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I recently got a fixed gear bike and I rode it about 5 times. I live in an urban part of the city. I've never rode a fixie before or know much about bikes in general and I knew it would be difficult to ride a fixie since it's only one single gear and you can't stop pedaling.

I did notice how hard it was to pedal at first but after a few blocks I would get so tired I'd have to get off the bike to rest, especially against the wind sometimes. Now when I ride it takes a lot of leg power to go but then I become so tired after riding for a little bit. Is this normal? Does it take getting used to riding a fixed gear? Or is there something wrong with my bike.

I just think it's not right that a bike that a lot of people claim to say that it's the best easy to ride bike can make me unbearably tired after riding it for a few blocks. I just want to know why this is happening and if it's normal.

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    How many teeth on the front (chain ring) and how many teeth on the back? You may want to do to and easier fixed gear and consider single speed over fixed if the bike has brakes. – paparazzo Nov 2 '14 at 13:13
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    I have no experience on fixies, but I know from singlespeeds that too tight a chain can generate enough friction to be noticeable trhough the pedals, So I would recommend checking on the chain tension, but also, general bike maintenance, i.e. hubs and bottom bracket may need re-packing / adjustment. Also check air pressure and bike fit. – Jahaziel Nov 3 '14 at 21:42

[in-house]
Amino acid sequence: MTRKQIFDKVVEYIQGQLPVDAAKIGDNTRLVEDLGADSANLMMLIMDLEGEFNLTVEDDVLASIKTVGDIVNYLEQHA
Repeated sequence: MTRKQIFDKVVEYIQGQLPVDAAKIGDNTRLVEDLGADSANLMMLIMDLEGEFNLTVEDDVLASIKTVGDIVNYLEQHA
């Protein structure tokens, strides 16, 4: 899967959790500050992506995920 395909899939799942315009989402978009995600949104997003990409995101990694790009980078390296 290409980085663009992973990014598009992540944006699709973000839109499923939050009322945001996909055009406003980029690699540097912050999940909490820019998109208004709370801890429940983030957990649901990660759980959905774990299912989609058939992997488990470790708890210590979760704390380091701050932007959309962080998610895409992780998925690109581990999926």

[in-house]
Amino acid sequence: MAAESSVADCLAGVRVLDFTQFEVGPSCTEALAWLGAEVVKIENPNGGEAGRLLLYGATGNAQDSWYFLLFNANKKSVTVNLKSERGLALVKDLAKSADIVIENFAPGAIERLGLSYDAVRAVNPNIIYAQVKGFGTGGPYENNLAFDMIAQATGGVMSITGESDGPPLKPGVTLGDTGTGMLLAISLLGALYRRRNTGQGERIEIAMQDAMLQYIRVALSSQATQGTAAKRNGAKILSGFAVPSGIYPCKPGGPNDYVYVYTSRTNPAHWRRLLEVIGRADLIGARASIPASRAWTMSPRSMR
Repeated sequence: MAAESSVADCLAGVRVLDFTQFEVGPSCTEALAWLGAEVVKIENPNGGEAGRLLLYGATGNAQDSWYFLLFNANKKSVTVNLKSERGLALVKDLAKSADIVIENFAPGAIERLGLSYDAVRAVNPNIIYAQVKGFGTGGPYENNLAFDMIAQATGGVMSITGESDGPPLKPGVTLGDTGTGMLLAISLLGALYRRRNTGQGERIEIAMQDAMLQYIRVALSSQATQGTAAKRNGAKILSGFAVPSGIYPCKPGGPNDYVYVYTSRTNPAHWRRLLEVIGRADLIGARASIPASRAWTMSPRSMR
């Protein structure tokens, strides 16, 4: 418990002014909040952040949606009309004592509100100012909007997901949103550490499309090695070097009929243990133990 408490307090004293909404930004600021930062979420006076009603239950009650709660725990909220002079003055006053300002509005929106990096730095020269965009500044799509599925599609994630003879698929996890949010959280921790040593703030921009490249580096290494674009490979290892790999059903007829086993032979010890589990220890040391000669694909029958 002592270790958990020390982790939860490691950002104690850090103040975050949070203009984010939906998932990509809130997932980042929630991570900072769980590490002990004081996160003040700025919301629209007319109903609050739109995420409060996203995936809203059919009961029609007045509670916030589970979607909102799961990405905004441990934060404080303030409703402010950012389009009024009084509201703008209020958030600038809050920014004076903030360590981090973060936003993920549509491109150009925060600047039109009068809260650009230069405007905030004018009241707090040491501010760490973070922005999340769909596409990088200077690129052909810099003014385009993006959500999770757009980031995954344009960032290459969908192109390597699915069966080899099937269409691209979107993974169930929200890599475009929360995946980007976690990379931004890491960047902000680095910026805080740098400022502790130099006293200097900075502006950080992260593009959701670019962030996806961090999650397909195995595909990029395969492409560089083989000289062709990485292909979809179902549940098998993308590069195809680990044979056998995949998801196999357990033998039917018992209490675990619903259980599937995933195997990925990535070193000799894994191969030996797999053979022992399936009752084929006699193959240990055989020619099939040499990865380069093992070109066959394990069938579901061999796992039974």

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There's not really enough information in your question to tell for sure what the problem is, so let me just list a few possible explanations that come to mind:

  • As others have noted, your gear ratio might just be too high for you (since you say it takes a lot of effort to get going).

    You can take your fixie to a bike shop and have them swap the rear cog for a bigger one and see if that helps. While at it, you can also have them check for other problems, too.